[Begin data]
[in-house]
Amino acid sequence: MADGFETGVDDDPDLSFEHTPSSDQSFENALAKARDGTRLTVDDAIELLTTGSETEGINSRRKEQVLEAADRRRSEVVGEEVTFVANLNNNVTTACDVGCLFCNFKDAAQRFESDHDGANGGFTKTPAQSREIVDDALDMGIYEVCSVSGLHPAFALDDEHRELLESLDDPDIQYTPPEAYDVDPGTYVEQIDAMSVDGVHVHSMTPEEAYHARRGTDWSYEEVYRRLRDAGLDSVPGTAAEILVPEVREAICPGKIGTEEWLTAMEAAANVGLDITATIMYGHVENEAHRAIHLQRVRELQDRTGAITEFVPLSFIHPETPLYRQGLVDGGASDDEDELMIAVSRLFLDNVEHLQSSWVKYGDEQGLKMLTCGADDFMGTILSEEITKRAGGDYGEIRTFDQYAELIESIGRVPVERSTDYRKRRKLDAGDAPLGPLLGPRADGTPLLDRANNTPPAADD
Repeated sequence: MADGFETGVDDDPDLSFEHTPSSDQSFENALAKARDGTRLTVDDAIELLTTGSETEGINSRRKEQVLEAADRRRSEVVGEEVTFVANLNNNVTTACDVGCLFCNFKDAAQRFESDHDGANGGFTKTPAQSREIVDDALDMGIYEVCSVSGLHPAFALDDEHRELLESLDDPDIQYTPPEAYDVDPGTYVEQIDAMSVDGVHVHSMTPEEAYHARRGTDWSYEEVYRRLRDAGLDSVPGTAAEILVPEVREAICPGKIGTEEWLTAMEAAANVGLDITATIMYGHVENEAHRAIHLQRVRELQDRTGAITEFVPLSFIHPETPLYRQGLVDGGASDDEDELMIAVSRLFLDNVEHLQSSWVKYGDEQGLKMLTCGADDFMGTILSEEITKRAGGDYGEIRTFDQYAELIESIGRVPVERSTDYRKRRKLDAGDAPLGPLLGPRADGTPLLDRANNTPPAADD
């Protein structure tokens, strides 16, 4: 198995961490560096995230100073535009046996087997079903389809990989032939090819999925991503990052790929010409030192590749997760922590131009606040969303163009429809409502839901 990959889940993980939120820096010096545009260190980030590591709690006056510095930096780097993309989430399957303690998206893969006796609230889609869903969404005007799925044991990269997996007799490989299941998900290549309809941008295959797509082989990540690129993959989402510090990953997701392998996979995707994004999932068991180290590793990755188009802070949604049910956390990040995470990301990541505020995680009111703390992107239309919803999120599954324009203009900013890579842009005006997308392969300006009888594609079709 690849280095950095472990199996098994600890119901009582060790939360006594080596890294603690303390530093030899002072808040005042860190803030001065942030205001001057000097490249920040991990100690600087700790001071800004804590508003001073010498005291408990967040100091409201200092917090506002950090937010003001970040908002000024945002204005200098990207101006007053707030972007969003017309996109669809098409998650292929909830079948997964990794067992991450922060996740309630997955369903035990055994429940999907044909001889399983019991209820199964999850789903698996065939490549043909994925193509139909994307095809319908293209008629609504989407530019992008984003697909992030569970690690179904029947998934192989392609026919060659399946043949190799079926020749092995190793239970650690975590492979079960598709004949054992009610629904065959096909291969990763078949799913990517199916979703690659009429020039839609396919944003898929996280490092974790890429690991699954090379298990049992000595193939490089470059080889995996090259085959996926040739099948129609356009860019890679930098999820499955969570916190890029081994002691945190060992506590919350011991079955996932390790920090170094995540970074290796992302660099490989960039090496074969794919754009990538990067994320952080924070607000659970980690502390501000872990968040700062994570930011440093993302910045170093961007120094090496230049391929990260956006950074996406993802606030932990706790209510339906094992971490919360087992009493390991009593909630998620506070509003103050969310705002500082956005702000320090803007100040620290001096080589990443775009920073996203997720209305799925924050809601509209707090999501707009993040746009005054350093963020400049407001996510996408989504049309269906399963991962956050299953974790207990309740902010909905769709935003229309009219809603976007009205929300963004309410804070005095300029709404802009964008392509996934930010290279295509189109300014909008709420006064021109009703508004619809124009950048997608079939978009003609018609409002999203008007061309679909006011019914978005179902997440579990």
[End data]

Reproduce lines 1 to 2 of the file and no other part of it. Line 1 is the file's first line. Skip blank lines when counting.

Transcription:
[in-house]
Amino acid sequence: MADGFETGVDDDPDLSFEHTPSSDQSFENALAKARDGTRLTVDDAIELLTTGSETEGINSRRKEQVLEAADRRRSEVVGEEVTFVANLNNNVTTACDVGCLFCNFKDAAQRFESDHDGANGGFTKTPAQSREIVDDALDMGIYEVCSVSGLHPAFALDDEHRELLESLDDPDIQYTPPEAYDVDPGTYVEQIDAMSVDGVHVHSMTPEEAYHARRGTDWSYEEVYRRLRDAGLDSVPGTAAEILVPEVREAICPGKIGTEEWLTAMEAAANVGLDITATIMYGHVENEAHRAIHLQRVRELQDRTGAITEFVPLSFIHPETPLYRQGLVDGGASDDEDELMIAVSRLFLDNVEHLQSSWVKYGDEQGLKMLTCGADDFMGTILSEEITKRAGGDYGEIRTFDQYAELIESIGRVPVERSTDYRKRRKLDAGDAPLGPLLGPRADGTPLLDRANNTPPAADD